In a 2016 report called “Stress in America,” the American Psychological Association said that nearly 40 percent of African-American men reported being treated unfairly by police or law enforcement—unfairly stopped, searched, questioned, and physically threatened or abused. In a 2014 American Journal of Public Health study of young urban men, 85 percent of participants reported being stopped at least once in their lifetime; and those who reported more intrusive police contact also experienced increased trauma and anxiety symptoms. 

Traumatic impacts don’t just come from live encounters. Although social media can be a powerful tool for documenting and processing trauma, the constant stream of violent images can also trigger difficult responses. “It’s painful to go on social media and see people die,” said Smith. “Watching the footage of Philando Castile being shot—it was heartwrenching, it was horrible. I stayed up all night.”

Experts believe that healing these wounds requires several steps, from creating practices and clinics designed to recognize and address race-based trauma to destigmatizing it in the first place.

A guidebook for real listening

One of Williams­­­­’ first clients was a woman who had been traumatized by racism on the job. “She had every classic symptom of PTSD from what most clinicians wouldn’t even consider a traumatic event,” Williams said. Although her patient was high-functioning, she left work after a complete breakdown. “We gave her the research manual treatment for PTSD, and she got a lot better. But she was still afraid to go back to work. She was still essentially disabled.”

Williams took a full step back to ask what was missing from the treatment that kept her patient from full recovery. “It was more than just one trauma,” she said. She found that her approach hadn’t addressed the racial component of the abuse or what it meant to her patient—and that her field generally lacked the awareness, knowledge, and skills to competently address racial trauma in a clinical setting.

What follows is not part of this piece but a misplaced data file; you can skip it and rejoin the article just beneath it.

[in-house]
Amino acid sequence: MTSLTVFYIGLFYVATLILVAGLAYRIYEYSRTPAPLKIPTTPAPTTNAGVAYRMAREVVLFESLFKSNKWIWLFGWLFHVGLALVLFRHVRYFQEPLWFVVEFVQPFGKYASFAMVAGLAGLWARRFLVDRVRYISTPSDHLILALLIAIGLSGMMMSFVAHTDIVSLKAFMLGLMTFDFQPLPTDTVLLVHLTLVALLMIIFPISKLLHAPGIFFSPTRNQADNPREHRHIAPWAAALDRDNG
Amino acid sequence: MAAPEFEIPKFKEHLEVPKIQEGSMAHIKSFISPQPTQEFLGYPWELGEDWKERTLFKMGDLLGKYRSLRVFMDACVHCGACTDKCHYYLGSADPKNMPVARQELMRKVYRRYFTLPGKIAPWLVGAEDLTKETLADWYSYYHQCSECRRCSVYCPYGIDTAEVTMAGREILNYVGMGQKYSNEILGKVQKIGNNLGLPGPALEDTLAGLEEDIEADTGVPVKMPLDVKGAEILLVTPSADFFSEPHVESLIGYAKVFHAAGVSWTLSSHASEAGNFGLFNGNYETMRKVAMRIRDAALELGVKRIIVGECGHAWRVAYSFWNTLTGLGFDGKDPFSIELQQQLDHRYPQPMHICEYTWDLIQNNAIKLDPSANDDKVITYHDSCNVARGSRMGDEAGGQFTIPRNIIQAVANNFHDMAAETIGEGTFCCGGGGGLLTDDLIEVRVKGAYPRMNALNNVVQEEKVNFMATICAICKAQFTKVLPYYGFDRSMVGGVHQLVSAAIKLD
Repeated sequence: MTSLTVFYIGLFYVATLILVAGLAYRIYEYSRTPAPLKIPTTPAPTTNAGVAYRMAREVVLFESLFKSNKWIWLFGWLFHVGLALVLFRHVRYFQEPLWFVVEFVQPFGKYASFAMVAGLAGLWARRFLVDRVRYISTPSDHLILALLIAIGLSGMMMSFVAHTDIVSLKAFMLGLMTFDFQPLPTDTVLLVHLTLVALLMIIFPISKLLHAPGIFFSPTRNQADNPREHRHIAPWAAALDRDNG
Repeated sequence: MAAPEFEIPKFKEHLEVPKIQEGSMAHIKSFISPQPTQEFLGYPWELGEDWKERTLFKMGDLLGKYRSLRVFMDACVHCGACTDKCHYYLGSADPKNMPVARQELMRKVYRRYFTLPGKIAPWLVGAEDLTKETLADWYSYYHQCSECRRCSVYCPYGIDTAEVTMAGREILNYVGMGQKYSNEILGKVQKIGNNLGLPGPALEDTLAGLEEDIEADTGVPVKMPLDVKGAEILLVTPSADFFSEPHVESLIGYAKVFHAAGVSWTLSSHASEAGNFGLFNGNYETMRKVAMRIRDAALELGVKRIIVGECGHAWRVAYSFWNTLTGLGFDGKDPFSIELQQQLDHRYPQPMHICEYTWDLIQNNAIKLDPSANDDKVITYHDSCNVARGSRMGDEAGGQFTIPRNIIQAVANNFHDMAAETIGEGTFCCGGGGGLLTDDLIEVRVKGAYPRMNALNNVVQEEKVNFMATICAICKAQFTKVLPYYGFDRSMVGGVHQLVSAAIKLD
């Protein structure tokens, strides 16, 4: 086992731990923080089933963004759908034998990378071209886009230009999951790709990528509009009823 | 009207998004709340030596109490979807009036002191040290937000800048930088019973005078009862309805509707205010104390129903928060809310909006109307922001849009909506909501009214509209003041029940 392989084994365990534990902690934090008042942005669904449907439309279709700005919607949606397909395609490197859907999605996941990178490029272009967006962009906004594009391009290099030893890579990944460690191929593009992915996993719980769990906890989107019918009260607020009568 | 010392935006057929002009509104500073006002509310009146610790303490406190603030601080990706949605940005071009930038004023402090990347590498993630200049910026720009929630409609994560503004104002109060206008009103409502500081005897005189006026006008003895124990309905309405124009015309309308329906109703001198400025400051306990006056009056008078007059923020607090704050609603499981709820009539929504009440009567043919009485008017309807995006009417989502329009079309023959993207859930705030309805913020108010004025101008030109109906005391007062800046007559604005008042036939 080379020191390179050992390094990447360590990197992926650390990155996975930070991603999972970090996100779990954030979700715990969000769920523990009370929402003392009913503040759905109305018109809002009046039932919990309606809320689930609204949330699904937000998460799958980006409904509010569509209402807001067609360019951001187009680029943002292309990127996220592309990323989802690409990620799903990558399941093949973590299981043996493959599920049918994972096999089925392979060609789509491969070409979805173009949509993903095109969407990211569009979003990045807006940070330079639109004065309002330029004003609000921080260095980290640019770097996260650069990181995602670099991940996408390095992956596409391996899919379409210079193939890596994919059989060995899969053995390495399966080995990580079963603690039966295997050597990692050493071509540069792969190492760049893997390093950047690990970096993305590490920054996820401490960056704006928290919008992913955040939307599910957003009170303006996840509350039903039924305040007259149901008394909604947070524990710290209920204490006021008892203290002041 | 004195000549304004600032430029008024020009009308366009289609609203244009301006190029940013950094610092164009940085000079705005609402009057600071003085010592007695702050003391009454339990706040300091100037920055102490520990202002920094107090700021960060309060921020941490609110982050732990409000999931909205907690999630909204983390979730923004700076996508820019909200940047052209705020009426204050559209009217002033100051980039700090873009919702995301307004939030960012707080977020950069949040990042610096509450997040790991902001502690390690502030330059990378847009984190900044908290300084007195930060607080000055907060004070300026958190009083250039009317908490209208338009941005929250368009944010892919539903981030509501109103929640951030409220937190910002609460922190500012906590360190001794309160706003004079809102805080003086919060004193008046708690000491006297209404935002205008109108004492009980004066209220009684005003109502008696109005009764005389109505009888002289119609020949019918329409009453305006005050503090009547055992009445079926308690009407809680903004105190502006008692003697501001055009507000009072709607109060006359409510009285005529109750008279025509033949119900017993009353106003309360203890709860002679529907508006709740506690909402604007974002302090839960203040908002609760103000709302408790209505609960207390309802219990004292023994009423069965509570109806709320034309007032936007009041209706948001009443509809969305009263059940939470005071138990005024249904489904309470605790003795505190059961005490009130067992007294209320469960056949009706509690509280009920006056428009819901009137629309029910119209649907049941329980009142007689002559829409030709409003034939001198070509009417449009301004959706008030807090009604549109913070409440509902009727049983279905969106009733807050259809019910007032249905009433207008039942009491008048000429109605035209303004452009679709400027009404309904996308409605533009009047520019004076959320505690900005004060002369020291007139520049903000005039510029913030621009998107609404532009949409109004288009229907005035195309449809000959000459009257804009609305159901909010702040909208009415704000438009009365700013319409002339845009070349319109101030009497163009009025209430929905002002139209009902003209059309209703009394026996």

“I had to go out on my own to figure out how to help her.”

“There was nobody at the place where I worked who had any experience with that, so I had to go out on my own to figure out how to help her,” Williams said.

She collaborated with African-American peers who had done work in this area before to better understand how to help her patient and others like her. She found that people who get post-traumatic stress disorder have usually experienced a set of traumas throughout their lives, which they navigate until they reach a tipping point.

Looking further into her patient’s history, Williams discovered that the patient had several experiences with racial and sexual harassment in the past.

But there is no guidebook for measuring and assessing the compounded psychological impacts of such incidents.

Williams would like to see racial trauma recognized by the American Psychological Association as a valid route to PTSD, as well as more clinical practices and therapists trained to treat it. For example, while driving from Louisville to Tuscon, Arizona, to meet with an African-American patient on death row, Williams wondered, “How many of my students would even know what to ask him?” To this end, besides opening a handful of new clinics designed for this, Williams created a structured interview protocol for clinicians with questions that address the cultural experiences of African-American patients. Part of the goal is helping therapists understand and take seriously the experiences leading to racial trauma so that patients feel safe in sharing them.  

There is no guidebook for measuring the compounded psychological impacts of such incidents.

“Research shows that many African Americans may be misdiagnosed. They may have negative interactions with psychologists that negatively impact that relationship,” said Erlanger Turner, assistant professor of psychology at the University of Houston-Downtown. These experiences make it less likely that patients finish the therapy process.